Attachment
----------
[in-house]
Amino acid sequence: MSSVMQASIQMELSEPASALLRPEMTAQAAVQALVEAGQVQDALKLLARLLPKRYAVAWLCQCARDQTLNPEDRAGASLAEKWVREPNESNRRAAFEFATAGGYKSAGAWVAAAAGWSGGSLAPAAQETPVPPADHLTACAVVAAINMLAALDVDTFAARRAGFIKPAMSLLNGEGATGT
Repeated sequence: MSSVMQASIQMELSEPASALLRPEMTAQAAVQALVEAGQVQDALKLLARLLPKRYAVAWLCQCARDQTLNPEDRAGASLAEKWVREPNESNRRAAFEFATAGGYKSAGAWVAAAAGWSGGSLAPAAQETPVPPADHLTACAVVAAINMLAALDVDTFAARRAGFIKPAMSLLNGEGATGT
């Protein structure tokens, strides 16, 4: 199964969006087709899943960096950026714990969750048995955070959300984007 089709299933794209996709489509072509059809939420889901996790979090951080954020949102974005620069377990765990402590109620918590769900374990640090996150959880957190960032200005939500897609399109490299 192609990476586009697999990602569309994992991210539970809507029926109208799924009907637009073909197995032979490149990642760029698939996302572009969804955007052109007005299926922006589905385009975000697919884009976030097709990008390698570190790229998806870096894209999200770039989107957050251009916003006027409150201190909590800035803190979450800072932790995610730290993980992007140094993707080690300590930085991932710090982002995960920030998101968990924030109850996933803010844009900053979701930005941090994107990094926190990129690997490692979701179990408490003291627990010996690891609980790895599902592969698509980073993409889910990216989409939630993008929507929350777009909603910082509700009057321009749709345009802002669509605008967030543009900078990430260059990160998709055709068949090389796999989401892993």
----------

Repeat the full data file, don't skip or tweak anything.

[in-house]
Amino acid sequence: MSSVMQASIQMELSEPASALLRPEMTAQAAVQALVEAGQVQDALKLLARLLPKRYAVAWLCQCARDQTLNPEDRAGASLAEKWVREPNESNRRAAFEFATAGGYKSAGAWVAAAAGWSGGSLAPAAQETPVPPADHLTACAVVAAINMLAALDVDTFAARRAGFIKPAMSLLNGEGATGT
Repeated sequence: MSSVMQASIQMELSEPASALLRPEMTAQAAVQALVEAGQVQDALKLLARLLPKRYAVAWLCQCARDQTLNPEDRAGASLAEKWVREPNESNRRAAFEFATAGGYKSAGAWVAAAAGWSGGSLAPAAQETPVPPADHLTACAVVAAINMLAALDVDTFAARRAGFIKPAMSLLNGEGATGT
């Protein structure tokens, strides 16, 4: 199964969006087709899943960096950026714990969750048995955070959300984007 089709299933794209996709489509072509059809939420889901996790979090951080954020949102974005620069377990765990402590109620918590769900374990640090996150959880957190960032200005939500897609399109490299 192609990476586009697999990602569309994992991210539970809507029926109208799924009907637009073909197995032979490149990642760029698939996302572009969804955007052109007005299926922006589905385009975000697919884009976030097709990008390698570190790229998806870096894209999200770039989107957050251009916003006027409150201190909590800035803190979450800072932790995610730290993980992007140094993707080690300590930085991932710090982002995960920030998101968990924030109850996933803010844009900053979701930005941090994107990094926190990129690997490692979701179990408490003291627990010996690891609980790895599902592969698509980073993409889910990216989409939630993008929507929350777009909603910082509700009057321009749709345009802002669509605008967030543009900078990430260059990160998709055709068949090389796999989401892993």